A story that has lasted twenty years, a fellowship that has changed a group of people
He was the first Chinese scholar to become a “complete” fellow at all the following organizations: ACM, AAAI, IEEE, AAAS and IAPR. He was the first Chinese scholar to serve as the program chair of AAAI. He was elected as a foreign academician of the European Academy of Sciences, and he received the National Science Fund for Distinguished Young Scholars at the age of 29. This individual is Zhi-Hua Zhou, a professor from the Department of Computer Science and Technology at Nanjing University.
Over twenty years ago, in 1999, Zhi-Hua Zhou was still a first-year PhD student in computer science studies at Nanjing University. At the time, Microsoft Research Asia (MSRA) was still called “Microsoft Research China” and had only been established in China for less than a year.
It was also in 1999 that the Microsoft Research Asia Fellowship linked Zhi-Hua Zhou to MSRA. In the following two decades, the Microsoft Research Asia Fellowship went on to discover and support a large number of outstanding PhD students majoring in Computer Science in the Asia-Pacific Region. Their growth has become an important driving force for the development of computer science research in the region.
An investment in young talents
In 1999, the Microsoft Research Asia Fellowship was formally established. The winners would receive research funding, MSRA internship opportunities, and a chance to meet with Turing Award winners.
The Fellowship is specifically designed for junior PhD students in the Asia-Pacific region. It is an investment in young talents. As they are at their initial stage of research, Microsoft strives to help them make academic achievements by offering great opportunities and resources.
Although twenty years have passed, Zhi-Hua Zhou still vividly remembers his Fellowship interview. “I talked with Dr. Ya-Qin Zhang, Dr. Harry Shum, and Professor Changning Huang about my previous research experience and my values and methodology in doing research. Dr. Baining Guo asked me to write a small program on a whiteboard. I even had hamburgers for lunch with Dr. Kai-Fu Lee, and we talked while eating.” The interviews for the first Fellowship consisted of one-on-one talks between candidates and MSRA researchers.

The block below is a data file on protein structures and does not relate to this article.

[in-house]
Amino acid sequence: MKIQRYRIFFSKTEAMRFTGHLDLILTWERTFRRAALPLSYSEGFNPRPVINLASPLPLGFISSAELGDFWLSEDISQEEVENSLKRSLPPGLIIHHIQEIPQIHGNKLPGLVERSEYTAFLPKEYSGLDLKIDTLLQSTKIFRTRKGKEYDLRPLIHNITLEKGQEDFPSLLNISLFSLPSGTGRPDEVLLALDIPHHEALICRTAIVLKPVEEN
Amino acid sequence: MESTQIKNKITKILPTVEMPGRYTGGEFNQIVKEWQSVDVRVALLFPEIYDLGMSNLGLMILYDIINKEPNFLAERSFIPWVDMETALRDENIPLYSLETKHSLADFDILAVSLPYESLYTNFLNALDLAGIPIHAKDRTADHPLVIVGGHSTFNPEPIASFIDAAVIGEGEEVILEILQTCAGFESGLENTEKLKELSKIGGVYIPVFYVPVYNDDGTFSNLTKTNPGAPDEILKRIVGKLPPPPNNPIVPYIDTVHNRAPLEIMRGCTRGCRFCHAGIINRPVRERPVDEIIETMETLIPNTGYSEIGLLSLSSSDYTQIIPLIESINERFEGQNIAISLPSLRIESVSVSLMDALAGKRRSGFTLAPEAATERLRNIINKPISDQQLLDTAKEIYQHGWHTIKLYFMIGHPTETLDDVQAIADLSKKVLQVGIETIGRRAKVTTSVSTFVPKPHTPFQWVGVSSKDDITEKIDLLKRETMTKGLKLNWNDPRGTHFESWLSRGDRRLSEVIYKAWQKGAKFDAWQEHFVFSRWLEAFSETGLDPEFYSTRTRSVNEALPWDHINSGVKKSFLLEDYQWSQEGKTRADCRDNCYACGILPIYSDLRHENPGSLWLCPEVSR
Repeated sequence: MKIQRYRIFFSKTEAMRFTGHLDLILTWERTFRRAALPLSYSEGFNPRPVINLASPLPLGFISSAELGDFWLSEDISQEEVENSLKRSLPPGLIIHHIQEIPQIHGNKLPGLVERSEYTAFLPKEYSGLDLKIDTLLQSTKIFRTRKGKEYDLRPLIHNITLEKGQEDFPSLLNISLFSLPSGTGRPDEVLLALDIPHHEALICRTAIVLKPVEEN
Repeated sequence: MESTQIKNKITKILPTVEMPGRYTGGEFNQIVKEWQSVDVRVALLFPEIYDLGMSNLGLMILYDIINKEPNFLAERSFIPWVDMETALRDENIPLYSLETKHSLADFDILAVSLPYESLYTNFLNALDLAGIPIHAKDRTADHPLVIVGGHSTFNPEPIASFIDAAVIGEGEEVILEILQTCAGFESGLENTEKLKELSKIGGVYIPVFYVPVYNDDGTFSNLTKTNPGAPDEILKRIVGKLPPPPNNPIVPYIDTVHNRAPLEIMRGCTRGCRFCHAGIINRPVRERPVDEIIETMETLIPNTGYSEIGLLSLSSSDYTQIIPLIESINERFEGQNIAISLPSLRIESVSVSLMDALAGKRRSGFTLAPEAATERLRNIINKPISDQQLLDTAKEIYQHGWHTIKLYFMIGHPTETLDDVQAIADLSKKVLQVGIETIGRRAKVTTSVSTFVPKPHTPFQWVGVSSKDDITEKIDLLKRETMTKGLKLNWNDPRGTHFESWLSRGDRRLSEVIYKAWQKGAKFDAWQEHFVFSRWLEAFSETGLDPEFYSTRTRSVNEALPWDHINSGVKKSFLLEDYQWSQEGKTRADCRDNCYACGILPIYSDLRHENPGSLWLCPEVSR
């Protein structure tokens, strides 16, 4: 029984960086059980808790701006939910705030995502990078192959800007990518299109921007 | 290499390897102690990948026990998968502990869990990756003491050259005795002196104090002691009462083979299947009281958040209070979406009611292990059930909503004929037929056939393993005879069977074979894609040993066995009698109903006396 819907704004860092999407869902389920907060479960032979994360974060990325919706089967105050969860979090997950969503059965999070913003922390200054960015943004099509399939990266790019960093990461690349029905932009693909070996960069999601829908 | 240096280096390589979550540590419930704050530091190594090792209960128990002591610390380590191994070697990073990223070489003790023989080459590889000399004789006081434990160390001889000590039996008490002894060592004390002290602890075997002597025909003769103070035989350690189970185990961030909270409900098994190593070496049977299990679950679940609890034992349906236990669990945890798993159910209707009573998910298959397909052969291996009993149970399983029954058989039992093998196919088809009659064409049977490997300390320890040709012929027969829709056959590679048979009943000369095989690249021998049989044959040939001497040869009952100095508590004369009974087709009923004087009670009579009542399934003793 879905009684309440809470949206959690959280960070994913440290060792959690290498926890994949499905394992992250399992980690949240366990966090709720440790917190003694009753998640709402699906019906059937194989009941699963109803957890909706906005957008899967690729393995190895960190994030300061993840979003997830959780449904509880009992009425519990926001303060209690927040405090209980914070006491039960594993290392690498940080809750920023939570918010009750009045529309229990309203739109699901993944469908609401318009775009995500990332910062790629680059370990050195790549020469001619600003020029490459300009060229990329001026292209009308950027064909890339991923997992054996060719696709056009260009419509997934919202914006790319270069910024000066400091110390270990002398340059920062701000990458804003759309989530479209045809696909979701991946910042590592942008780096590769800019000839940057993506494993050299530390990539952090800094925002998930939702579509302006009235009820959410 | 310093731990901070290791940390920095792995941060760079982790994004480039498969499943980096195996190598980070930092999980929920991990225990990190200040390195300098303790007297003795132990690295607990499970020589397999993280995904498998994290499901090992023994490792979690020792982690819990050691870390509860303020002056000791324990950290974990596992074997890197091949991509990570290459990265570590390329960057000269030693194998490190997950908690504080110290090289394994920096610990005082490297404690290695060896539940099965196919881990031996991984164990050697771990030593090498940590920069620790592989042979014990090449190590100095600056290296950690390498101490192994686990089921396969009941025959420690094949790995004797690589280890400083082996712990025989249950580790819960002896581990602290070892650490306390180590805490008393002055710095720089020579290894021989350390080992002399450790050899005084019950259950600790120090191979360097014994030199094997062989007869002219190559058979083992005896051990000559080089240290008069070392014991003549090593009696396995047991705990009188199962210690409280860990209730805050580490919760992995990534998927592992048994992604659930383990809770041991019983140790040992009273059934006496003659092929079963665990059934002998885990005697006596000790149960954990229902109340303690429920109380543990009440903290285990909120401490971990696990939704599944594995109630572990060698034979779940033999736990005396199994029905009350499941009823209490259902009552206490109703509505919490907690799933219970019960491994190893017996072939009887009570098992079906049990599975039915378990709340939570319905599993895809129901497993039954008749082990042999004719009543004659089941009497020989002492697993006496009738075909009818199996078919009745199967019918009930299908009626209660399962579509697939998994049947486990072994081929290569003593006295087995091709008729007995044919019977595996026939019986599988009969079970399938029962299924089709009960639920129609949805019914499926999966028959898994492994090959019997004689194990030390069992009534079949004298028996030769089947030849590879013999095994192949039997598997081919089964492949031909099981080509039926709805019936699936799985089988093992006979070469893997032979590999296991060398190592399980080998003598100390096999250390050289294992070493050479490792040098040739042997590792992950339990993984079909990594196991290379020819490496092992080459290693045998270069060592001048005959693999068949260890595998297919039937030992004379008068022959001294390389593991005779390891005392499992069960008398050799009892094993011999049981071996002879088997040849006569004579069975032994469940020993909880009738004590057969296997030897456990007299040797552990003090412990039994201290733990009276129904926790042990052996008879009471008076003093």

Winning the Fellowship when he was a junior PhD student brought Zhi-Hua Zhou great benefits. He participated twice in international academic conferences using funding offered by the Fellowship. “At the time, domestic research funding was scarce. Even teachers rarely had the opportunity to travel abroad for conferences, let alone students.” Zhi-Hua Zhou said that even after he started as a teacher at Nanjing University, the available funding was only enough to let him attend one international conference a year. Under the support of the Fellowship, Zhi-Hua Zhou was able to broaden his horizons, and this boosted his aspiration to work in academia after graduation.
“At that time, there were few people in Nanjing University who had the chance to travel abroad to attend conferences, so I was asked to give a talk at the university after returning to the country. After listening to my report, Kai Yu (the founder of Horizon Robotics) went to my dormitory to talk with me, which let him started his journey into artificial intelligence research.” It is conceivable that the opportunities granted to Zhi-Hua Zhou through the Fellowship also indirectly influenced an entire group of young people.
During the summer of 1999, through the opportunity provided by the Fellowship, Zhi-Hua Zhou worked as an intern at MSRA for two months. His mentor was Dr. Hongjiang Zhang. “The pay in MSRA was decent, and the researchers we worked with were big names.”
The two-month internship was short, but he reaped its benefits for several years. “It was very difficult to access foreign literature in schools at the time. Without the Internet being as convenient as it is today, available documents were often on research results from four or five years ago. What research was being done after that could only be guessed.” Zhi-Hua Zhou said, “I came into contact with the IEEE Digital Library for the first time at MSRA, which was really eye-opening, and I bring a lot of papers to school. Nanjing University probably didn’t establish its own IEEE Digital Library until 2004. Before that, those disks became my most important ‘nourishment for the mind.'”
Tao Qin, past Fellowship winner and current Principal Researcher at MSRA, also has a vivid memory of his experience after winning the fellowship. Soon after becoming a Fellow in 2006, Tao Qin was named the best intern at Microsoft Research Asia, which led to a visit to the United States and a barbecue at Bill Gates’ house. Tao Qin can still recall the relaxed atmosphere at the time. Gates wore casual clothes, and everyone gathered around him asking questions. Tao Qin raised a question about the “Red Sea Market” and “Blue Sea Market.”
In addition to visiting Gates’ house, Tao Qin’s trip to the United States also included a visit to the Microsoft Redmond headquarters. Senior researchers not only exchanged opinions on research and products with the visiting fellows, but also shared their views and thoughts on Information Technology. For young people, such experiences are indeed precious.
Foreseeing potential researchers